The BLM State and field offices will apply relevant environmental, cultural, and other screening criteria to find potential SEZs with low natural, cultural, and visual resource conflicts. Following the screening steps identified below, a planning and National Environmental Policy Act (NEPA) of 1969 analysis would be conducted.
To identify potential SEZs with low resource conflicts, BLM State and field offices will screen areas for the presence of resources or other values that the BLM has determined in the Record of Decision (ROD) to be unsuitable for utility-scale solar energy development rights-of-way (ROWs) (see Table A-2 of the ROD).
BLM State and field offices undertaking efforts to identify new or expanded SEZs will consider all relevant decisions in existing land use plans (e.g., ROW avoidance and exclusion areas, timing restrictions). Although it may be necessary to amend existing land use plan decisions as part of identifying new or expanded SEZS, such decisions serve as a valuable screen for potential conflicts.
In order to understand potential resource conflicts and opportunities and/or barriers for solar energy development, BLM State and field offices will coordinate with appropriate Federal, State, and local agencies, and tribes (including, but not limited to, the agencies described below). The BLM also may decide to reach out to the local public and other stakeholders such as local sportsman groups. Such coordination and outreach would likely result in the development of locally relevant screening criteria to be applied in the identification of potential new or expanded SEZs. During coordination and outreach, the BLM will:
Such consultations may result in agreements not to locate SEZs near specific units, based on an agency's assessment of potential adverse impacts on those units.
The BLM will use landscape-scale information (e.g., BLM's rapid ecological assessment, California's Desert Renewable Energy Conservation Plan (DRECP), The Nature Conservancy's eco-regional assessments, and State-level crucial habitat assessment tools) to identify and to exclude from SEZs areas of high ecological value or importance. For example, in areas with pre-existing landscape-scale conservation plans, such as the DRECP in California, future SEZs will not be considered in areas needed to achieve biological goals and objectives established in the plan.
Other types of areas to screen for based on landscape-scale information may include areas with significant populations of sensitive, rare, and special status species or unique plant communities, important biological connectivity areas, designated wildlife habitat management areas, lands with wilderness characteristics, and areas with high concentrations of ethnobotanical resources of importance for Native American use.
Potential landscape-scale information would be evaluated in coordination with relevant Federal, State, and local resource management agencies and tribes.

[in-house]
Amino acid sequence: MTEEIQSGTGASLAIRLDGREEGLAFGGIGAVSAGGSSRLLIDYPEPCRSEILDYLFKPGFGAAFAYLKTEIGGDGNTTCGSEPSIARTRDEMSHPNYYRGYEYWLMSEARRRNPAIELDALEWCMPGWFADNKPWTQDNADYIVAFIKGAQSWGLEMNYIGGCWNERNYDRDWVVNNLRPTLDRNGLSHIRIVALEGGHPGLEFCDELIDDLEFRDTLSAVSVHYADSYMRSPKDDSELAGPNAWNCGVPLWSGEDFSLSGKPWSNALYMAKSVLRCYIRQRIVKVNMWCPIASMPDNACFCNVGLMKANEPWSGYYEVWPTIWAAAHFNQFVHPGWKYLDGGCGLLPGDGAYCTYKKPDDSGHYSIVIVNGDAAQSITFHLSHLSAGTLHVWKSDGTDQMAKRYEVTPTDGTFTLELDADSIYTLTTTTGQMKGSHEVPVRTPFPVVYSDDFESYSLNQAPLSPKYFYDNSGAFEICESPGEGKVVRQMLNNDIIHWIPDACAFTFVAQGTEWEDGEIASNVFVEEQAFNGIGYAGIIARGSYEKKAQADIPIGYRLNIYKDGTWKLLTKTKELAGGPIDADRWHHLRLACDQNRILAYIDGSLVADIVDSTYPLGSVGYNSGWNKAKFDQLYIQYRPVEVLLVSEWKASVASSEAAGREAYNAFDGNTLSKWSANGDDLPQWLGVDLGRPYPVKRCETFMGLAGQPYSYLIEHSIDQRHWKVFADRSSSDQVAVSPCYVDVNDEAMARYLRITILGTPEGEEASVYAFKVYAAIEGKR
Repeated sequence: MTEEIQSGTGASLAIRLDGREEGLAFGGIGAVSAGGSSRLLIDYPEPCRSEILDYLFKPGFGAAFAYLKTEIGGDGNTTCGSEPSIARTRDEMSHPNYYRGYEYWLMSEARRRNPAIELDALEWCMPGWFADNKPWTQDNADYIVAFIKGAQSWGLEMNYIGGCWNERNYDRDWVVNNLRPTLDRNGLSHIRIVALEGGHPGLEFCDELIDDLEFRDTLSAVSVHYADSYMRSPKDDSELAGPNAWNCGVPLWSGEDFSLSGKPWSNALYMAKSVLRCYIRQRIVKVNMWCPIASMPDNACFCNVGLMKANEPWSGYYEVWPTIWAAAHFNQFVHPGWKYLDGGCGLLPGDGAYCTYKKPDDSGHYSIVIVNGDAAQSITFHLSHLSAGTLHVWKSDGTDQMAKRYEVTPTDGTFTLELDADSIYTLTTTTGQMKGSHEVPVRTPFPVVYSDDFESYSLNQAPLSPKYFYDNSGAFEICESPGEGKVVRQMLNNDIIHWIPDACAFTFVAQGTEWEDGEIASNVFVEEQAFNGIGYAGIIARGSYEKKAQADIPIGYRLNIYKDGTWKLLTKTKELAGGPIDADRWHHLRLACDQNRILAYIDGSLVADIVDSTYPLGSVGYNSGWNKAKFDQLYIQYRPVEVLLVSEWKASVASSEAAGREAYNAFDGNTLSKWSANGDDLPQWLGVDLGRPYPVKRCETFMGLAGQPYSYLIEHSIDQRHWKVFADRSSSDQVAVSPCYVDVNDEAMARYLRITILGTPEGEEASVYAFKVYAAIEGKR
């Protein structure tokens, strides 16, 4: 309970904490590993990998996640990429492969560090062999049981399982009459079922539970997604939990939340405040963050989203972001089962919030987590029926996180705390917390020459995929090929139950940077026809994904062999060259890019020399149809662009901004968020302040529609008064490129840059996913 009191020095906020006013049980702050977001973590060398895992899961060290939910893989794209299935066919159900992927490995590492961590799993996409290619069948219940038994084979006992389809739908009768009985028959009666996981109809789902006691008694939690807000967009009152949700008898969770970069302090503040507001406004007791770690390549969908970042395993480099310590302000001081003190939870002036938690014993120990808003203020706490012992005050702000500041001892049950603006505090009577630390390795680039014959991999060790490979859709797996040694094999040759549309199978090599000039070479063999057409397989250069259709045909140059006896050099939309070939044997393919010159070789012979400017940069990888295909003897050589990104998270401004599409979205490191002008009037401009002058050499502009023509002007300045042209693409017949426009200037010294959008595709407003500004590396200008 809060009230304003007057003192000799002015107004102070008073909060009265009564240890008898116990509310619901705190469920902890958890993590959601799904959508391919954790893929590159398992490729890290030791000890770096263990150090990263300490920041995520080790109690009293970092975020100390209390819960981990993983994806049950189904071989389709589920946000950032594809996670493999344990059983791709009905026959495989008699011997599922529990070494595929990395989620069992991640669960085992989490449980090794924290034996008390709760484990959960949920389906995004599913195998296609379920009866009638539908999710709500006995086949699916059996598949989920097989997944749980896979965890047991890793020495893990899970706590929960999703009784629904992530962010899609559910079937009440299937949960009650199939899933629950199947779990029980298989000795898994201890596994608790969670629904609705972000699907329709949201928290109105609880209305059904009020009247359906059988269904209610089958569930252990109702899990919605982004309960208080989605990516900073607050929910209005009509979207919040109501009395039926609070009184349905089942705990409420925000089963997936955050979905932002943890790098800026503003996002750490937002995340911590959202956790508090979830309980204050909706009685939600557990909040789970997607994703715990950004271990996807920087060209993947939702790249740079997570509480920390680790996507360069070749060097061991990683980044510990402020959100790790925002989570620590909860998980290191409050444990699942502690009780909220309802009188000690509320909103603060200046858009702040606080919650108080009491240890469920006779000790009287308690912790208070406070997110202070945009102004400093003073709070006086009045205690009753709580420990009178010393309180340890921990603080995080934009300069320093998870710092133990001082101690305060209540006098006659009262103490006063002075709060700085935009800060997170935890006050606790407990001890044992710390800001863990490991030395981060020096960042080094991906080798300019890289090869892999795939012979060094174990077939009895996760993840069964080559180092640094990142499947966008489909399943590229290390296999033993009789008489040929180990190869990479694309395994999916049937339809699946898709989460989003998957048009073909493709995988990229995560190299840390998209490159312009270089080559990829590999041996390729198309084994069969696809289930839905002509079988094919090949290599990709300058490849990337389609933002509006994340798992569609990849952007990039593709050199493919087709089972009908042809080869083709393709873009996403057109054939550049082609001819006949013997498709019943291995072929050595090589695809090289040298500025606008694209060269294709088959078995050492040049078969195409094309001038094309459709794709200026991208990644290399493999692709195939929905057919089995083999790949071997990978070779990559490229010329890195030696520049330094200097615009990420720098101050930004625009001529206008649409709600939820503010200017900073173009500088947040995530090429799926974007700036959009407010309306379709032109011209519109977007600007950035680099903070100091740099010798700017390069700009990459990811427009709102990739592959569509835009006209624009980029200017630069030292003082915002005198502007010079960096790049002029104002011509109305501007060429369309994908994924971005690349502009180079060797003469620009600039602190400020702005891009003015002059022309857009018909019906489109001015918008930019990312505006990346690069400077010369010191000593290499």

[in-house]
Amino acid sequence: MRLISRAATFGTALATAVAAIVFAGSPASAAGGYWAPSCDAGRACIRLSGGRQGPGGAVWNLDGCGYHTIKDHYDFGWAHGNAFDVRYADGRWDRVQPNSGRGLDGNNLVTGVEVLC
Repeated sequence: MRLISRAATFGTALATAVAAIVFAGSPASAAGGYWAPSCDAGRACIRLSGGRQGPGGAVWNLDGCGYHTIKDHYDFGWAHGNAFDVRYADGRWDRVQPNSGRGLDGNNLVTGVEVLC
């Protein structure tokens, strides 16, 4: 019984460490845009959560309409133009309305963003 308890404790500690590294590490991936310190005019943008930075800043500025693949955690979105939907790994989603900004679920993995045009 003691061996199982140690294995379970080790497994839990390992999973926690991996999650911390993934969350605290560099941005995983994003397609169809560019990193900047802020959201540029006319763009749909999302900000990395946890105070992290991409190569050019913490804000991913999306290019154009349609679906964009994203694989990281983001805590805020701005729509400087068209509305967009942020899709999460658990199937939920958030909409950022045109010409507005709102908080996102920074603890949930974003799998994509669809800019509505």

In identifying potentially suitable lands for SEZs, BLM State and field offices will seek opportunities to locate new or expanded SEZS in degraded, disturbed, or previously disturbed areas. Examples include, but are not limited to, the following:
Amendment of existing land use plan decisions may be necessary to allow for new or expanded SEZs on degraded, disturbed, or previously disturbed areas. Sources of information on degraded, disturbed, or previously disturbed areas should include:
As part of the SEZ identification process, the BLM will take into account opportunities to partner with adjacent Federal and non-Federal landowners (e.g., private, State, tribal, or DoD-withdrawn lands). For example, small SEZs may be appropriate on BLM-administered lands when they are located adjacent to degraded, disturbed, or previously disturbed private lands. This combination of BLM-administered and non-Federal lands could allow for a combined use area, allowing for the expansion of renewable energy development onto well-suited adjacent lands.
As part of the SEZ identification process, the BLM will review and consider information gathered through its proposed long-term monitoring and adaptive management program. Information gathered through monitoring studies will help the BLM regularly evaluate resource conditions, detect change, and augment its knowledge of potential resource conflicts associated with solar energy development. This information will be used to inform the identification of new priority areas for utility-scale solar energy development.
In addition, the BLM has expanded its knowledge of areas that are suitable/not suitable for development through the evaluation of individual solar energy ROW applications. Areas eliminated from ROW applications because of resource conflicts (e.g., rare vegetation or desert washes) may provide additional screening criteria for new or expanded SEZs.